Lunedì, 15 Ottobre 2018
ROME

Fury in Italy after UN calls marines case bilateral

English
© ANSA

Rome, February 12 - Italian politicians voiced
fury on Wednesday after United Nations Secretary-General Ban
Ki-moon said the case of two Italian marines facing terrorism
charges in India for allegedly killing two Indian fishermen on
an anti-piracy mission was a "bilateral issue".
In the face of widespread calls for a reaction, Foreign
Minister Emma Bonino said she would brief the Senate Thursday
morning after Rome on Tuesday appealed to the United Nations
High Commissioner for Human Rights (OHCHR) when New Delhi
prosecutors asked the pair be charged under an anti-terror law.
Premier Enrico Letta reaffirmed the government's "utmost"
commitment to resolving the case and "bringing the marines
homes".
Defence minister Mario Mauro, meanwhile, said the case must
also be won within the UN and acknowledged as a global issue.
"On the case of the marines, the government has set clear
two actions: one is the internationalization of the case, so the
tug of war with the UN must be won for this," Mario Mauro said.
"One can't think it is a matter only between Italy and
India, for one simple reason.
"It deals with two soldiers on a national mission, but which
responds to a global society need, which is to put a stop to
piracy and terrorism".
Italy's Permanent Representative to the European Union,
Stefano Sannino, voiced satisfaction for the support Italy has
received from the EU.
The Italian ambassador told an Italian parliament committee
that Catherine Ashton, the EU high commissioner for foreign
affairs, was doing "important work" for the marines.
"She expressed clear positions in the last (EU) foreign
affairs council," Sannino said, adding she had done the same
also "in declarations and in clear positions with
the Indian authorities" after Tuesday's EU foreign ministers'
meeting.
European Commission Vice President Antonio Tajani called
India's bid to use the terrorism charge "shameful".
Tajani said the marines "were in the Indian Ocean to defend
our trade rights.
"Not recognizing their role as defenders of the law would
have serious consequences not only in Italy, but in all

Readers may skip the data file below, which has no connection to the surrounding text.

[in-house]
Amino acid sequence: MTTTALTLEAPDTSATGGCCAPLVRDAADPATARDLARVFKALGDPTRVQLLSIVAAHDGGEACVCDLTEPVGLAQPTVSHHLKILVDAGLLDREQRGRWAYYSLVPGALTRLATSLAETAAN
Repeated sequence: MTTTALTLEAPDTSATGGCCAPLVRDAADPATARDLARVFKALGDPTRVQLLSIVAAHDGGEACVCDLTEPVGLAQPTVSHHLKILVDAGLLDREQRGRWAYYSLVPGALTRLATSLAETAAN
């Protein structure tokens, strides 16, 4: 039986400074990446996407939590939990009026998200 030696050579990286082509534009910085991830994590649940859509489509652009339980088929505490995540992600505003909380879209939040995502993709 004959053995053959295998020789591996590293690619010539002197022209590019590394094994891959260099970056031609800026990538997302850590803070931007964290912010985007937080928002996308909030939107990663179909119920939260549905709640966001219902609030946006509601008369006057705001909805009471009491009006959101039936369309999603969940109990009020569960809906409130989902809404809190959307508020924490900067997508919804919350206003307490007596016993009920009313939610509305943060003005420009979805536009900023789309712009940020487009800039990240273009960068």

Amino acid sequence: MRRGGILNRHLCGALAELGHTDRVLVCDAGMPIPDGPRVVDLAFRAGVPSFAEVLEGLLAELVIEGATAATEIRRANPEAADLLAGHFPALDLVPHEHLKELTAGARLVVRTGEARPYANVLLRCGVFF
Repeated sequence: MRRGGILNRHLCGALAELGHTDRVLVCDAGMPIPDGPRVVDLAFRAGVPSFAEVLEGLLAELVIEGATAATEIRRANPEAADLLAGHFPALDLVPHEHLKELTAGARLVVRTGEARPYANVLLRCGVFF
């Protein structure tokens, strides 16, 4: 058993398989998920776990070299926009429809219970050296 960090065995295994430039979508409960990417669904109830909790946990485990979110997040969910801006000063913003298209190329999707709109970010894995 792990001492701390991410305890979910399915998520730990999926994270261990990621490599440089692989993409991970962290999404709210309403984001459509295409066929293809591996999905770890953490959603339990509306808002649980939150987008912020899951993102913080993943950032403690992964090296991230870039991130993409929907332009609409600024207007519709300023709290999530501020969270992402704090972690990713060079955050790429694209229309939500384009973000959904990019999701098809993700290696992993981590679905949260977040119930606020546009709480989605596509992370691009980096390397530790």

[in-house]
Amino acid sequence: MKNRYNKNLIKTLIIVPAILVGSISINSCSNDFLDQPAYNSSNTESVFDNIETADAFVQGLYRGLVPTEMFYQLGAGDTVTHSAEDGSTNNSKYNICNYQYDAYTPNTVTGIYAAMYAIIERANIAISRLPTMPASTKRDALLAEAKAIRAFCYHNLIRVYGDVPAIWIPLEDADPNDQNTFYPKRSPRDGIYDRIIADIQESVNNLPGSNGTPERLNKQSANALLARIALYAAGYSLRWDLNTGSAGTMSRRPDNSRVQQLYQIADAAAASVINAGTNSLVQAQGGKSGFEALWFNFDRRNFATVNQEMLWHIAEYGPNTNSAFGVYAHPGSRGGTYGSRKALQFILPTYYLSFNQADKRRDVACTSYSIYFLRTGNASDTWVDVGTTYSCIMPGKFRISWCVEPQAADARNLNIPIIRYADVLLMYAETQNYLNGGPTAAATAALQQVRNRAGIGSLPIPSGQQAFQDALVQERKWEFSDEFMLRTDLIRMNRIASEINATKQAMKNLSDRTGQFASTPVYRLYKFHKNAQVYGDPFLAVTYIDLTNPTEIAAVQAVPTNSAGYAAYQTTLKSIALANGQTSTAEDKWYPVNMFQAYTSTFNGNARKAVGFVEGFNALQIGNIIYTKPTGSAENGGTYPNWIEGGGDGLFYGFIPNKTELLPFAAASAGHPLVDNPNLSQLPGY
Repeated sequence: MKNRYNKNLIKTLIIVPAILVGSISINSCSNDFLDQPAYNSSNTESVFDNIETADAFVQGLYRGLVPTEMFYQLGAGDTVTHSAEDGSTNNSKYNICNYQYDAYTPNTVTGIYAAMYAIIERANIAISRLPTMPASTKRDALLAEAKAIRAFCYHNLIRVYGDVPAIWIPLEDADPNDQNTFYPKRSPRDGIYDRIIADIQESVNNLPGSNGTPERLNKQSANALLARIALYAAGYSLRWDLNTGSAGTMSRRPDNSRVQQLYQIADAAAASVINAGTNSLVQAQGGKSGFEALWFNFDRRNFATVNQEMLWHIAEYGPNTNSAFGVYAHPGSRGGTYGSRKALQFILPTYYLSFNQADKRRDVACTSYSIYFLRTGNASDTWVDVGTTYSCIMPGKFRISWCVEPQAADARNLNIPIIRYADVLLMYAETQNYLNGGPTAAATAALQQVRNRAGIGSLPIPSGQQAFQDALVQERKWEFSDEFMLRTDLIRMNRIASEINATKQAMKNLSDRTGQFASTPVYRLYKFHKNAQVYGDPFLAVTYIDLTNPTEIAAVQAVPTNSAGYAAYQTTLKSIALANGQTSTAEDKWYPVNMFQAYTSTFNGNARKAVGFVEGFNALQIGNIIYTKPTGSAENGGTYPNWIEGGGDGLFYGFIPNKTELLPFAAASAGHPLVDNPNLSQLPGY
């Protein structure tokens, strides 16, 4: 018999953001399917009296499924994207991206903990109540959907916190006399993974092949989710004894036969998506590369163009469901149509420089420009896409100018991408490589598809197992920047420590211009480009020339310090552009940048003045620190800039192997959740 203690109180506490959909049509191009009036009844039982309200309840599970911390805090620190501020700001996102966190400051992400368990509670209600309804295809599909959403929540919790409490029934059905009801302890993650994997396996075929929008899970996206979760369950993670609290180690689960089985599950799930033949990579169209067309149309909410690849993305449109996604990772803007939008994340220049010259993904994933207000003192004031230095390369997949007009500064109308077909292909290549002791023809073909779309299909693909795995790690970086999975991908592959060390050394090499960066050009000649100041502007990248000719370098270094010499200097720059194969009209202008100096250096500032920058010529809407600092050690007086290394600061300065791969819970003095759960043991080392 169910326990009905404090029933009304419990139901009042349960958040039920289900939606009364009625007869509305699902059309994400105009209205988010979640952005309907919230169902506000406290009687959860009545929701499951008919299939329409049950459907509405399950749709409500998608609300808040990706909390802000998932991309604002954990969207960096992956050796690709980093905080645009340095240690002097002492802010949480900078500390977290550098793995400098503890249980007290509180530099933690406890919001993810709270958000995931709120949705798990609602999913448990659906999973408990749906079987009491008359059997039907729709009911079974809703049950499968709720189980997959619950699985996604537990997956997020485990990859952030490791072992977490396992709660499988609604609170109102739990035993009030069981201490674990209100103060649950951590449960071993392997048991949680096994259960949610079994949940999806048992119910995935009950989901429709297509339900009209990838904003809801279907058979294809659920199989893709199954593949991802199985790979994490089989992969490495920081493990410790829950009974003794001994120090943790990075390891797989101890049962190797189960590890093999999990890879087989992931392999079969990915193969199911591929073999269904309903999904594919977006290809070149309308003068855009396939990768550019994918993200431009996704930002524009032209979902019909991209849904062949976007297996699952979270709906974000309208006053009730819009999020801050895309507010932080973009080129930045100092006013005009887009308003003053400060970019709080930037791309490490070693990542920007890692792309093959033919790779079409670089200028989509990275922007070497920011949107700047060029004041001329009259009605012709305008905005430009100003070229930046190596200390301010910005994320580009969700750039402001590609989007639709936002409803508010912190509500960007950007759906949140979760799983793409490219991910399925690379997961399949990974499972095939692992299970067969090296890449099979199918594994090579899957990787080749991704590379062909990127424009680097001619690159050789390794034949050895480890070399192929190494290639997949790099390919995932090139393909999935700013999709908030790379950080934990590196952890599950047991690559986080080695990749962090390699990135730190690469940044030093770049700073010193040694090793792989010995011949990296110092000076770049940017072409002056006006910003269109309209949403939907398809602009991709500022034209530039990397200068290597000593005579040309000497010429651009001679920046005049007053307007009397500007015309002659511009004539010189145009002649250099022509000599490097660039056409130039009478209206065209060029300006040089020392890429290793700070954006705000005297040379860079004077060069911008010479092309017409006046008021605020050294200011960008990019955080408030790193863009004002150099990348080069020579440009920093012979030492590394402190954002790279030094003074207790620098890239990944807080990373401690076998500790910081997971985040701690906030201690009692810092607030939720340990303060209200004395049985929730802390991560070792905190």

countries involved in the struggle against piracy".
NATO Secretary-General Anders Fogh Rasmussen said he was
"personally concerned" about the possible terrorism rap.
Rasmussen said the case could have "negative implications"
for the fight against piracy, in which both the EU and NATO are
engaged with major operations against Somali pirates in the Gulf
of Aden and the Indian Ocean.
Bonino said Tuesday that "The High Commissioner for Human
Rights has agreed to assess (Italy's) petition".
The marines have been unable to leave India, apart from
two leave permits, for two years.
Italy claims their human rights have been infringed and
has won backing from the European Union, which has said the case
threatens India's relations with the EU and the future of
international anti-piracy missions.
Massimiliano Latorre and Salvatore Girone have been living
and working at the Italian embassy in New Delhi pending charges
for allegedly killing Valentine (aka Gelastine) and Ajesh Binki
after allegedly opening fire on their fishing trawler while
guarding the privately owned Italian-flagged oil-tanker MT
Enrica Lexie off the coast of Kerala in February 2012.
Italy has said use of the terror law equates Italy with
being a terrorist State.
Ban dealt a blow to Rome's hopes of getting UN support
late on Tuesday.
"It's better for the question to be addressed bilaterally,
rather than with the involvement of the United Nations," Ban
said.
His comments were seen as hand-washing by many in Italy
and provoked an angry response.
The parliamentary defence and foreign affairs commissions
requested Wednesday for the examination of a government decree
on Italy's international missions to be suspended until Bonino
reports to lawmakers on Ban's comments.
"The United Nations has once again confirmed its expensive
uselessness with the secretary-general, a marginal, irrelevant
figure on the world arena, refusing to make the kidnapping of
our marines in India an international issue," said Maurizio
Gasparri, a Senator for ex-premier Silvio Berlusconi's
centre-right Forza Italia (FI) party.
"Ban Ki-moon offends Italy by relegating the issue to the
level of a dispute between our country and India, when we are
faced with the arrogance of a pirate state with the respect to
our soldiers".

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